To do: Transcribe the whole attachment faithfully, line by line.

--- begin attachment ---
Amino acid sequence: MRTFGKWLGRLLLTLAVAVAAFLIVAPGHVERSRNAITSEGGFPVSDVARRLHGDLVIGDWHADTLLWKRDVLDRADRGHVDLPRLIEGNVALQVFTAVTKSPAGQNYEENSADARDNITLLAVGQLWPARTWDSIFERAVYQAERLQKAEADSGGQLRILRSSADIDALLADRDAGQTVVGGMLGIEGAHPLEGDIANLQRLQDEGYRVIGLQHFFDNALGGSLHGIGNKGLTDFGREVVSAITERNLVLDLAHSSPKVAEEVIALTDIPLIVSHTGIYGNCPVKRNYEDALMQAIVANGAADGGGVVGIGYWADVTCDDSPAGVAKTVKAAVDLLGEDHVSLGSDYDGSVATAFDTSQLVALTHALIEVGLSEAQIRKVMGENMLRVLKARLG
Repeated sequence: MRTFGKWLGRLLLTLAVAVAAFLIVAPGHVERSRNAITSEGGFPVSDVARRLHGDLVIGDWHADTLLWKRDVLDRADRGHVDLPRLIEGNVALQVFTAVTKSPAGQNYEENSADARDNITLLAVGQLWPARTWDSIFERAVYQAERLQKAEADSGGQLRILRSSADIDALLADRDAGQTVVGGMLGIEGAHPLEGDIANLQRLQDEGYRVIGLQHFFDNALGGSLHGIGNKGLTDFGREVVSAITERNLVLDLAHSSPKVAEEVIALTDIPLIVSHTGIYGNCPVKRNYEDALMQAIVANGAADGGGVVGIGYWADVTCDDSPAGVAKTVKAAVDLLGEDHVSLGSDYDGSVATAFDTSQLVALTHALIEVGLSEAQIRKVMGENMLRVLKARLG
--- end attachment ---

Amino acid sequence: MRTFGKWLGRLLLTLAVAVAAFLIVAPGHVERSRNAITSEGGFPVSDVARRLHGDLVIGDWHADTLLWKRDVLDRADRGHVDLPRLIEGNVALQVFTAVTKSPAGQNYEENSADARDNITLLAVGQLWPARTWDSIFERAVYQAERLQKAEADSGGQLRILRSSADIDALLADRDAGQTVVGGMLGIEGAHPLEGDIANLQRLQDEGYRVIGLQHFFDNALGGSLHGIGNKGLTDFGREVVSAITERNLVLDLAHSSPKVAEEVIALTDIPLIVSHTGIYGNCPVKRNYEDALMQAIVANGAADGGGVVGIGYWADVTCDDSPAGVAKTVKAAVDLLGEDHVSLGSDYDGSVATAFDTSQLVALTHALIEVGLSEAQIRKVMGENMLRVLKARLG
Repeated sequence: MRTFGKWLGRLLLTLAVAVAAFLIVAPGHVERSRNAITSEGGFPVSDVARRLHGDLVIGDWHADTLLWKRDVLDRADRGHVDLPRLIEGNVALQVFTAVTKSPAGQNYEENSADARDNITLLAVGQLWPARTWDSIFERAVYQAERLQKAEADSGGQLRILRSSADIDALLADRDAGQTVVGGMLGIEGAHPLEGDIANLQRLQDEGYRVIGLQHFFDNALGGSLHGIGNKGLTDFGREVVSAITERNLVLDLAHSSPKVAEEVIALTDIPLIVSHTGIYGNCPVKRNYEDALMQAIVANGAADGGGVVGIGYWADVTCDDSPAGVAKTVKAAVDLLGEDHVSLGSDYDGSVATAFDTSQLVALTHALIEVGLSEAQIRKVMGENMLRVLKARLG